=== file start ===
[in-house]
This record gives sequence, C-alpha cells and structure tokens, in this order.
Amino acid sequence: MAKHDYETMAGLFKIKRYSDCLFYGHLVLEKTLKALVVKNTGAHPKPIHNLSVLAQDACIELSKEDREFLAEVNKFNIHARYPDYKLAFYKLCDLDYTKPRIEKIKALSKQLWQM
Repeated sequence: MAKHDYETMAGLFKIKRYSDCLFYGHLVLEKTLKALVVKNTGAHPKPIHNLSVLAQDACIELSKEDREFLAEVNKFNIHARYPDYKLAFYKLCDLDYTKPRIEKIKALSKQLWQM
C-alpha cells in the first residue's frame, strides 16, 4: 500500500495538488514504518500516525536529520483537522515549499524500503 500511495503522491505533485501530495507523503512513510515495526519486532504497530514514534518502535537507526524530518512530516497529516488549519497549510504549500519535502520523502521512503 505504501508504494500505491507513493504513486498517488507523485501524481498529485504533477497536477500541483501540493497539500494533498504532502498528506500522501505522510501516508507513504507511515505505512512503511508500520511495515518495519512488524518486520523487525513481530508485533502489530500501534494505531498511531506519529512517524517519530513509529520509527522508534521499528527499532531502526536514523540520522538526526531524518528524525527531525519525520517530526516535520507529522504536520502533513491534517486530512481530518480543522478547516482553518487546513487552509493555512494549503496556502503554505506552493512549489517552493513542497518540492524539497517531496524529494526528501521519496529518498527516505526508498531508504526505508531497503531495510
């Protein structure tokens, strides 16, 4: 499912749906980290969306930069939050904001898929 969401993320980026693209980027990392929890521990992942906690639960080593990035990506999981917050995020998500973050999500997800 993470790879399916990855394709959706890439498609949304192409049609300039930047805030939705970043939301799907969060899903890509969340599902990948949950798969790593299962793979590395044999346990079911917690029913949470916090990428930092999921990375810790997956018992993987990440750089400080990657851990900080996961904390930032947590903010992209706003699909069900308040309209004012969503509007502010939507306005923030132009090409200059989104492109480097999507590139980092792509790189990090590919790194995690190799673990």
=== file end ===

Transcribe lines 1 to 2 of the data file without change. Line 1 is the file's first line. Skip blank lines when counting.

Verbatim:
[in-house]
This record gives sequence, C-alpha cells and structure tokens, in this order.